Like the apostle Paul, we must not leave out these essential parts of the gospel when we present it to people. It is what makes the gospel “good news.”


Robert said...

I'm not really understanding this part of Alan Jones' quote, "...Because of the cult of suffering and the vindictive God behind it."

Is he saying that we believe God is vindictively causing suffering for people in this world? Is suffering the social injustices and natural disasters?

On another note, God has been recently teaching me more about His holiness. The more I think about it, the more I see how essential it is for us to understand (well, at least as much as a human can understand the infinite holiness of God) and to include this doctrine in the gospel. A proper understanding of God's holiness results in a proper understanding of His hatred of sin. These result in a proper understanding of the importance of the doctrine of hell and God's wrath against sinners.

Unknown said...

I recently picked up a copy of the book you've been referencing, and I must say that it is quite entertaining (in a very informative way, though). Some of the tongue-in-cheek comments, though true, are so comical. I love the part where they talk about an Emergent book with black and white photos of really hip looking guys, with obligatory black rimmed glasses, and overly demonstrative gestures. None of this over-shadows the value of understanding the point of the book though - that Emergent "theology" is not new #1, and #2, it's just plain sloppy at best, and perhaps heretical at its worst. ut, we're just in a "conversation", right? (Pretend I'm sitting in a deeply reflective pose right now, wearing a cordouroy jacket, and slippers, as I sip on a skinny-latte, over-looking a serene lake.)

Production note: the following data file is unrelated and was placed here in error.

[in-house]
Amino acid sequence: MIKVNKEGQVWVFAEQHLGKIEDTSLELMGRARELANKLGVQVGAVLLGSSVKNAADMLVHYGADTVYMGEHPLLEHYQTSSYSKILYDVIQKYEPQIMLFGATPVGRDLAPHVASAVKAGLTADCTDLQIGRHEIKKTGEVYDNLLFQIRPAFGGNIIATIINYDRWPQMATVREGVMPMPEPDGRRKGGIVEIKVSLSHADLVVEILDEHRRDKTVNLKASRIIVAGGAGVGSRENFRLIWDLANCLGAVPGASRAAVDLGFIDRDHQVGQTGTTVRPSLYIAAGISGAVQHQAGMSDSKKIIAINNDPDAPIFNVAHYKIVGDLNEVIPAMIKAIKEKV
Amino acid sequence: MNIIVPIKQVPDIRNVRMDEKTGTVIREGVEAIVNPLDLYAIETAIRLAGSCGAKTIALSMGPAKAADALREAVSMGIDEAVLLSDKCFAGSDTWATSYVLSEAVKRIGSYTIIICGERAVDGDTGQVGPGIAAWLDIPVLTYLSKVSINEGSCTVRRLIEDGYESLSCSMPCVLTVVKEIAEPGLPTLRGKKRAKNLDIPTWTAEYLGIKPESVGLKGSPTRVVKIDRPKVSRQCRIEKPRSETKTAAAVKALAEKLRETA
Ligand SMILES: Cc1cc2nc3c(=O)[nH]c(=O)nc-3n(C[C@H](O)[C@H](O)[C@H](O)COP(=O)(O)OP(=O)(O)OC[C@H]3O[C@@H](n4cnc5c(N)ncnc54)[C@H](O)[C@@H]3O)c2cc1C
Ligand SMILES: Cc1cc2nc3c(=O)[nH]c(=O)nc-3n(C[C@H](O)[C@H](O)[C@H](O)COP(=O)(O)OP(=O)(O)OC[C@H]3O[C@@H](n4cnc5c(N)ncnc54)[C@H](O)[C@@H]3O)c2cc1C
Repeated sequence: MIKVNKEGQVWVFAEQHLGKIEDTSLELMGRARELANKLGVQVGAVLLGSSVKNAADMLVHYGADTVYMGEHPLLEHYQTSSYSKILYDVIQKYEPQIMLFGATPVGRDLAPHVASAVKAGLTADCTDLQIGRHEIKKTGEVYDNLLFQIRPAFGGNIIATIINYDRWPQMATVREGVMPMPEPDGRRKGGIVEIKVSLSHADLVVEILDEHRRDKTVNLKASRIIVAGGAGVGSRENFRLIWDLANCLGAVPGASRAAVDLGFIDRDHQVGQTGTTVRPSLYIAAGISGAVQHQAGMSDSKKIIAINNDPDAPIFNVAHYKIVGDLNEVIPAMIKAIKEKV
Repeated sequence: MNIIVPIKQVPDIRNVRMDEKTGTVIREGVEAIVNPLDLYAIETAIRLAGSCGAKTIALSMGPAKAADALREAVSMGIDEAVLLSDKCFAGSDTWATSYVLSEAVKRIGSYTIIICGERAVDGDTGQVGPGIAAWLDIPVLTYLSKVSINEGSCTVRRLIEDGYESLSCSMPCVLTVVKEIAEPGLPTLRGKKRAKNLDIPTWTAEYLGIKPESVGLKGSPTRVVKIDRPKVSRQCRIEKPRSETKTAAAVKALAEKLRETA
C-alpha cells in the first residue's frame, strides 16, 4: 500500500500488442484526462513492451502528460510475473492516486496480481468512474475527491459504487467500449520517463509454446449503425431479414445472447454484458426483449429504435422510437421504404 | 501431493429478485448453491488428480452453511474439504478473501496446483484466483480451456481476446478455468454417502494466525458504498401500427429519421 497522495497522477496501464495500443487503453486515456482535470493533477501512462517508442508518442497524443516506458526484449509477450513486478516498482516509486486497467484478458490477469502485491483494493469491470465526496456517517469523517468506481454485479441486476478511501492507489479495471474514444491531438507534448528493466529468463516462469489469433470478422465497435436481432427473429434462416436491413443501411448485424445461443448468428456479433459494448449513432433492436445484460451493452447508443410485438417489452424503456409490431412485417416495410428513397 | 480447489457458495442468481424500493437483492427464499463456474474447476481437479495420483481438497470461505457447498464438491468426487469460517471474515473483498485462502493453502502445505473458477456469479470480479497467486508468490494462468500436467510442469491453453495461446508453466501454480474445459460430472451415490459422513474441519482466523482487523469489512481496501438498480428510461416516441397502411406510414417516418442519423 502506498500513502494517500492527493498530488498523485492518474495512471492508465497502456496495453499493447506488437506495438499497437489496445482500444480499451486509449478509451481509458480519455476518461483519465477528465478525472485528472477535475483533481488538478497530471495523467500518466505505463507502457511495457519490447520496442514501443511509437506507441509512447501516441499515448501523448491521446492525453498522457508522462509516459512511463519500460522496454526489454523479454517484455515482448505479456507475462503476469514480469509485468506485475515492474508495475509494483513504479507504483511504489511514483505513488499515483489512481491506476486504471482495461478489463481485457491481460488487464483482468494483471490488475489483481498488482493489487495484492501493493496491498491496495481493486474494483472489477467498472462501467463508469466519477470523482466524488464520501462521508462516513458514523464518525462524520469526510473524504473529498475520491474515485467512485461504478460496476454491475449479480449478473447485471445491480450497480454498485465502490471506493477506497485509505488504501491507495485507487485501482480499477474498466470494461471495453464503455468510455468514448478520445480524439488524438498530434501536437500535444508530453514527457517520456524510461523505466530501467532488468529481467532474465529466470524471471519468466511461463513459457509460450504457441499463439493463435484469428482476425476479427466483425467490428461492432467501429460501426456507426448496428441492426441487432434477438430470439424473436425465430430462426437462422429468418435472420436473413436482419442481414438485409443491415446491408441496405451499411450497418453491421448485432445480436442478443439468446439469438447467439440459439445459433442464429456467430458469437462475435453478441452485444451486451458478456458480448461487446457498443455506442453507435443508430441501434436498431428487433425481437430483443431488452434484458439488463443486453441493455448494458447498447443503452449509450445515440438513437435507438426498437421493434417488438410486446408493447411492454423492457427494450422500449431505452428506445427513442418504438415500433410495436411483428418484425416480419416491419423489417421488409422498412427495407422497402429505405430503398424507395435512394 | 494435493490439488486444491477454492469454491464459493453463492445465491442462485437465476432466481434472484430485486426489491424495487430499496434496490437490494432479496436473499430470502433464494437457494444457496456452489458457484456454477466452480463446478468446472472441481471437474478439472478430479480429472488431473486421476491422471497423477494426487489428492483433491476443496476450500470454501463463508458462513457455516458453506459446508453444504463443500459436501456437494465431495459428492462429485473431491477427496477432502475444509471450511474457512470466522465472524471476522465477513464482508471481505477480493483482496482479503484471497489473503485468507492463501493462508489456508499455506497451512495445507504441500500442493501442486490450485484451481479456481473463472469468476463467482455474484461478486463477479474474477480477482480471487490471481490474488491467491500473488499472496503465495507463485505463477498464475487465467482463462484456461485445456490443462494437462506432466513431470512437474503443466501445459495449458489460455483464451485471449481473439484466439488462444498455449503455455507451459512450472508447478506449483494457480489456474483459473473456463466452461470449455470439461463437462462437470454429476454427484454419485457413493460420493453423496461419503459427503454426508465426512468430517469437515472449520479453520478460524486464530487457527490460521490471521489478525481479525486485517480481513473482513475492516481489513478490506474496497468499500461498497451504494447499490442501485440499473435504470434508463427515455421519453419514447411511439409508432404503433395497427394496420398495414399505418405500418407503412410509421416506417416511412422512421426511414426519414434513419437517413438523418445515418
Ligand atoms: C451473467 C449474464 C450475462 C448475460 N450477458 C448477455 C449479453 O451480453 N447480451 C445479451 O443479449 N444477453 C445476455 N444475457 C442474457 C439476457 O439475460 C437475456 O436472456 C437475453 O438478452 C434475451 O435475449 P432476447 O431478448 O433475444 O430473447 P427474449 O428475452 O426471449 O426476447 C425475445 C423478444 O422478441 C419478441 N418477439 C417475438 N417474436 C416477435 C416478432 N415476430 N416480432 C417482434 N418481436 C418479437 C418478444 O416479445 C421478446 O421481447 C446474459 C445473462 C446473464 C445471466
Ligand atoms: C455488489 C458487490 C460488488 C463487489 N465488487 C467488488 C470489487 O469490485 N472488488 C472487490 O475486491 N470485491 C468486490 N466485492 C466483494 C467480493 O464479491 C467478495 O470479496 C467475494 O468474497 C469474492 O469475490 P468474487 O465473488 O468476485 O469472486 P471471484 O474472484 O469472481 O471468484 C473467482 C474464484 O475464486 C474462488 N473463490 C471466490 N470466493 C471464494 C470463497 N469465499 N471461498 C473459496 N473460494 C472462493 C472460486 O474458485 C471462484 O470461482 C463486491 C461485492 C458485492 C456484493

Bruce Mills said...

Josh, I think you've got the whole "Emergent" thing down, as indicated in your last parenthetical statement.

Mike Skinner said...

Hi, Bruce:

I read your post because it referenced my organization. I don't necessarily speak for the group, but felt led to take the opportunity offered by your "comment" link to respond.

You used one of our sites,, as an example of an incomplete Gospel presentation... then you went on to admit that it includes sin, broken fellowship and spiritual separation from God. It also mentions stubbornness, self-will, rebellion and indifference, that the penalty for sin is death, that Jesus died in our place to pay that penalty, and that we must turn to God from self, or repent, and trust Christ for forgiveness, and that that's the ONLY way one can come to God.

Out of 881 words which were used to present the Gospel, no less than 60 deal with sin and its consequences.

When you look at the New Testament and how the Gospel is presented in narrative... (Examples include John 3:3-21; 4:10-26, Acts 2:14-40; 3:12-26; 4:8-12; 5:29-32; 7:2-56; 8:32-37; 10:34-43; 13:16-41; 16:31; 17:2-3, 22-32; 22:3-21; 26:2-23; 28:20-24).

...the message is the facts of the death, burial and resurrection of Christ, and the appeal is "repentance towards God, and faith toward our Lord Jesus Christ" (Acts 19:21)

The question is--what did we leave out?

By comparison, the great passage you named your blog after (Acts 17:6-7) follows this presentation of the Gospel by Paul:

“And according to Paul’s custom, he went to them, and for three Sabbaths reasoned with them from the Scriptures, explaining and giving evidence that the Christ had to suffer and rise again from the dead, and saying, “This Jesus whom I am proclaiming to you is the Christ.” (Acts 17:2, 3).

I can understand a condemnation of certain types of presentations which say things like we don't "always do what's right" or that man's basic problem is his lack of self-esteem, that we need to ask God to "be our friend." But we try to stay as far away from that as we can. I would no more want to be associated with that approach than you would with the "Emergent Church," which our ministry has somehow now been associated with in your blog post.